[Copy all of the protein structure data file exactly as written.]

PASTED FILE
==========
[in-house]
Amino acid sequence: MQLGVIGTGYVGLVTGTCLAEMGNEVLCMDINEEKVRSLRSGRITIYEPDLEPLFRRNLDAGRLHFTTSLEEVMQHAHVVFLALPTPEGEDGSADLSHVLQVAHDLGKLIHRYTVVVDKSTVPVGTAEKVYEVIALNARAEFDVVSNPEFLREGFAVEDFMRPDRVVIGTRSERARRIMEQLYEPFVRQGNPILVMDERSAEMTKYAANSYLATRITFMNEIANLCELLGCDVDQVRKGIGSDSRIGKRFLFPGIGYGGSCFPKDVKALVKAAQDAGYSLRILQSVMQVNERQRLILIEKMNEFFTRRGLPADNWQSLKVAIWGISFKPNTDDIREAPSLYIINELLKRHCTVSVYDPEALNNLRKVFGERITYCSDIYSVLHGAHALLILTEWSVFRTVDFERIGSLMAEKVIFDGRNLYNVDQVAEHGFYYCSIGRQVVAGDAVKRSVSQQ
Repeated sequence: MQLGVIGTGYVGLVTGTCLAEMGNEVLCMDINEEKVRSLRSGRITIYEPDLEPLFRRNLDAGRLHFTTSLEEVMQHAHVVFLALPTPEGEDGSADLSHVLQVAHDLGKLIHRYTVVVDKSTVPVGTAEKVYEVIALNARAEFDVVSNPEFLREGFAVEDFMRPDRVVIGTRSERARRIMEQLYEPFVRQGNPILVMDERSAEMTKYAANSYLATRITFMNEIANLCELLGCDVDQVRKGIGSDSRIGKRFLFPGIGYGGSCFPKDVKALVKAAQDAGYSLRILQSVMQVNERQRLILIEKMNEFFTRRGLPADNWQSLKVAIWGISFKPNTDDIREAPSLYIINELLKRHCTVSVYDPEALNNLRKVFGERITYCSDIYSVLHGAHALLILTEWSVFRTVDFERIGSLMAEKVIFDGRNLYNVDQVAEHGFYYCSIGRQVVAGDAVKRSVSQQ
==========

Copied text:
[in-house]
Amino acid sequence: MQLGVIGTGYVGLVTGTCLAEMGNEVLCMDINEEKVRSLRSGRITIYEPDLEPLFRRNLDAGRLHFTTSLEEVMQHAHVVFLALPTPEGEDGSADLSHVLQVAHDLGKLIHRYTVVVDKSTVPVGTAEKVYEVIALNARAEFDVVSNPEFLREGFAVEDFMRPDRVVIGTRSERARRIMEQLYEPFVRQGNPILVMDERSAEMTKYAANSYLATRITFMNEIANLCELLGCDVDQVRKGIGSDSRIGKRFLFPGIGYGGSCFPKDVKALVKAAQDAGYSLRILQSVMQVNERQRLILIEKMNEFFTRRGLPADNWQSLKVAIWGISFKPNTDDIREAPSLYIINELLKRHCTVSVYDPEALNNLRKVFGERITYCSDIYSVLHGAHALLILTEWSVFRTVDFERIGSLMAEKVIFDGRNLYNVDQVAEHGFYYCSIGRQVVAGDAVKRSVSQQ
Repeated sequence: MQLGVIGTGYVGLVTGTCLAEMGNEVLCMDINEEKVRSLRSGRITIYEPDLEPLFRRNLDAGRLHFTTSLEEVMQHAHVVFLALPTPEGEDGSADLSHVLQVAHDLGKLIHRYTVVVDKSTVPVGTAEKVYEVIALNARAEFDVVSNPEFLREGFAVEDFMRPDRVVIGTRSERARRIMEQLYEPFVRQGNPILVMDERSAEMTKYAANSYLATRITFMNEIANLCELLGCDVDQVRKGIGSDSRIGKRFLFPGIGYGGSCFPKDVKALVKAAQDAGYSLRILQSVMQVNERQRLILIEKMNEFFTRRGLPADNWQSLKVAIWGISFKPNTDDIREAPSLYIINELLKRHCTVSVYDPEALNNLRKVFGERITYCSDIYSVLHGAHALLILTEWSVFRTVDFERIGSLMAEKVIFDGRNLYNVDQVAEHGFYYCSIGRQVVAGDAVKRSVSQQ